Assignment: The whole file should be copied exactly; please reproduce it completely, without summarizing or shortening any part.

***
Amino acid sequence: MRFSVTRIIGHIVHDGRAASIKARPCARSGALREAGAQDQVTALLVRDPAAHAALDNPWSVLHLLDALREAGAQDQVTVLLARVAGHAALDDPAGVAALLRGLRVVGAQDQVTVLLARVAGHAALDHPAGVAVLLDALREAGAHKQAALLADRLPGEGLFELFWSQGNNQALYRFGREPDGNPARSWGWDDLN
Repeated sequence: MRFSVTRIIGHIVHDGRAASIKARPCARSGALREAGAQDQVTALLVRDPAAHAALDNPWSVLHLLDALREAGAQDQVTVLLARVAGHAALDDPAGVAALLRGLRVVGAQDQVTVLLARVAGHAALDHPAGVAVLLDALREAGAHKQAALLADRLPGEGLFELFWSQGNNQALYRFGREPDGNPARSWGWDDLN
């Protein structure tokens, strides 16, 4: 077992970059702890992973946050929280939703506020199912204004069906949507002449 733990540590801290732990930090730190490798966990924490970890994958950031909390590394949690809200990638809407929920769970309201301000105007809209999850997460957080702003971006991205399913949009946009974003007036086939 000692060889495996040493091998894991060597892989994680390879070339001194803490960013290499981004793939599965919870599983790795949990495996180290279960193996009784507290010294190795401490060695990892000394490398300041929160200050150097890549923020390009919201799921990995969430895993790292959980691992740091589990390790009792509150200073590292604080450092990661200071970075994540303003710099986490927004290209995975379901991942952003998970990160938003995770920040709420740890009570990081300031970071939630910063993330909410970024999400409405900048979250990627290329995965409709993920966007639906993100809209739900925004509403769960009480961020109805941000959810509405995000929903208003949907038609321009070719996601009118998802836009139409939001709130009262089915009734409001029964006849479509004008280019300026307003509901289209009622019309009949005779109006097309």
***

Amino acid sequence: MRFSVTRIIGHIVHDGRAASIKARPCARSGALREAGAQDQVTALLVRDPAAHAALDNPWSVLHLLDALREAGAQDQVTVLLARVAGHAALDDPAGVAALLRGLRVVGAQDQVTVLLARVAGHAALDHPAGVAVLLDALREAGAHKQAALLADRLPGEGLFELFWSQGNNQALYRFGREPDGNPARSWGWDDLN
Repeated sequence: MRFSVTRIIGHIVHDGRAASIKARPCARSGALREAGAQDQVTALLVRDPAAHAALDNPWSVLHLLDALREAGAQDQVTVLLARVAGHAALDDPAGVAALLRGLRVVGAQDQVTVLLARVAGHAALDHPAGVAVLLDALREAGAHKQAALLADRLPGEGLFELFWSQGNNQALYRFGREPDGNPARSWGWDDLN
């Protein structure tokens, strides 16, 4: 077992970059702890992973946050929280939703506020199912204004069906949507002449 733990540590801290732990930090730190490798966990924490970890994958950031909390590394949690809200990638809407929920769970309201301000105007809209999850997460957080702003971006991205399913949009946009974003007036086939 000692060889495996040493091998894991060597892989994680390879070339001194803490960013290499981004793939599965919870599983790795949990495996180290279960193996009784507290010294190795401490060695990892000394490398300041929160200050150097890549923020390009919201799921990995969430895993790292959980691992740091589990390790009792509150200073590292604080450092990661200071970075994540303003710099986490927004290209995975379901991942952003998970990160938003995770920040709420740890009570990081300031970071939630910063993330909410970024999400409405900048979250990627290329995965409709993920966007639906993100809209739900925004509403769960009480961020109805941000959810509405995000929903208003949907038609321009070719996601009118998802836009139409939001709130009262089915009734409001029964006849479509004008280019300026307003509901289209009622019309009949005779109006097309």